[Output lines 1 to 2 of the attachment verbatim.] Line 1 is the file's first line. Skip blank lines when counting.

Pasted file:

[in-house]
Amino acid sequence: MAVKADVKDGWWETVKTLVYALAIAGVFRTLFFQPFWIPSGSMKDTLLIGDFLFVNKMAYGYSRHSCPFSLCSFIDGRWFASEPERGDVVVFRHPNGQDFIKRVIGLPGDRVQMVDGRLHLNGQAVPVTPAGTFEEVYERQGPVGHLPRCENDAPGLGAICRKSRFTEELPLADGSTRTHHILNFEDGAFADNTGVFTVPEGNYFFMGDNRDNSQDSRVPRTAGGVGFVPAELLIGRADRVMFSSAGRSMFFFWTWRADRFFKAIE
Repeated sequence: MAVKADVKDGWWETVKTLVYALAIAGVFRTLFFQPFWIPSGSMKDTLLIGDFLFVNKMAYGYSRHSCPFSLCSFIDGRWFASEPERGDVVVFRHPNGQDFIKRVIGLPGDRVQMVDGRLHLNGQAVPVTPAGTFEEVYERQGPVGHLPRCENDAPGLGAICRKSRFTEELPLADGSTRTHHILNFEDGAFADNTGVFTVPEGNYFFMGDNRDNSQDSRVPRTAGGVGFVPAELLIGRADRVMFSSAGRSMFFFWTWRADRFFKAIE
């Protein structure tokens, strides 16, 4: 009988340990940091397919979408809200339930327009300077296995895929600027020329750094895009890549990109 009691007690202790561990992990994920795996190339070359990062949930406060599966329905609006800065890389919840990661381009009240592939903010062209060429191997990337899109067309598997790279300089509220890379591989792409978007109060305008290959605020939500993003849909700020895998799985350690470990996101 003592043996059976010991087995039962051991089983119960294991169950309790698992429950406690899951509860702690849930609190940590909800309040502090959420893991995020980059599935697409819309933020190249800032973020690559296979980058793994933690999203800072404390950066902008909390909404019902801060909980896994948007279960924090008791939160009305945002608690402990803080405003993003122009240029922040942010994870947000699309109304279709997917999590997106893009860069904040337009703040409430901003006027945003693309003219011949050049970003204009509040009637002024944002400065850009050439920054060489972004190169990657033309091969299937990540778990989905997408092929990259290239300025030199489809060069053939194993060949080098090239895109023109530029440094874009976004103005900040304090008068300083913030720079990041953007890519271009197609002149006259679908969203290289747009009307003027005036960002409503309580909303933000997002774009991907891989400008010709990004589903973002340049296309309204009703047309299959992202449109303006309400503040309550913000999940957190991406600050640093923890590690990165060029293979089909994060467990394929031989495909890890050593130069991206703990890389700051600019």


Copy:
[in-house]
Amino acid sequence: MAVKADVKDGWWETVKTLVYALAIAGVFRTLFFQPFWIPSGSMKDTLLIGDFLFVNKMAYGYSRHSCPFSLCSFIDGRWFASEPERGDVVVFRHPNGQDFIKRVIGLPGDRVQMVDGRLHLNGQAVPVTPAGTFEEVYERQGPVGHLPRCENDAPGLGAICRKSRFTEELPLADGSTRTHHILNFEDGAFADNTGVFTVPEGNYFFMGDNRDNSQDSRVPRTAGGVGFVPAELLIGRADRVMFSSAGRSMFFFWTWRADRFFKAIE